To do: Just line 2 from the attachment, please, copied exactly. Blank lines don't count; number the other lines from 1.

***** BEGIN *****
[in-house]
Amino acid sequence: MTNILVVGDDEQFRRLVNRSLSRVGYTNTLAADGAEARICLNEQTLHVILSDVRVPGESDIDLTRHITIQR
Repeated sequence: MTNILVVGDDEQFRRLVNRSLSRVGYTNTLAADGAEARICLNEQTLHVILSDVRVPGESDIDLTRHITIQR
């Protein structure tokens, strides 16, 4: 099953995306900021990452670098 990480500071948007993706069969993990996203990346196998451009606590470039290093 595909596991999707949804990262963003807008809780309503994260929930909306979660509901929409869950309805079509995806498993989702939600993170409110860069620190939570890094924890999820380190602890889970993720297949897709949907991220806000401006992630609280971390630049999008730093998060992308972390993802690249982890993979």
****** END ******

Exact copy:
Amino acid sequence: MTNILVVGDDEQFRRLVNRSLSRVGYTNTLAADGAEARICLNEQTLHVILSDVRVPGESDIDLTRHITIQR